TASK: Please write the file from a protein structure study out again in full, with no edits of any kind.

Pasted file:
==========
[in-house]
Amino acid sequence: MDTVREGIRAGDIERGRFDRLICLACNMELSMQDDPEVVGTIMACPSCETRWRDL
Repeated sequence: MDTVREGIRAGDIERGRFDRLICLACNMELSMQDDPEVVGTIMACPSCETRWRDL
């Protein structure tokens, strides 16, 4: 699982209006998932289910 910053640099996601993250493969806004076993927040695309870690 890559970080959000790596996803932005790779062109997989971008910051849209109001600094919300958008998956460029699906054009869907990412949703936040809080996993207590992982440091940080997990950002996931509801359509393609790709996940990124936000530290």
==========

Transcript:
[in-house]
Amino acid sequence: MDTVREGIRAGDIERGRFDRLICLACNMELSMQDDPEVVGTIMACPSCETRWRDL
Repeated sequence: MDTVREGIRAGDIERGRFDRLICLACNMELSMQDDPEVVGTIMACPSCETRWRDL
């Protein structure tokens, strides 16, 4: 699982209006998932289910 910053640099996601993250493969806004076993927040695309870690 890559970080959000790596996803932005790779062109997989971008910051849209109001600094919300958008998956460029699906054009869907990412949703936040809080996993207590992982440091940080997990950002996931509801359509393609790709996940990124936000530290």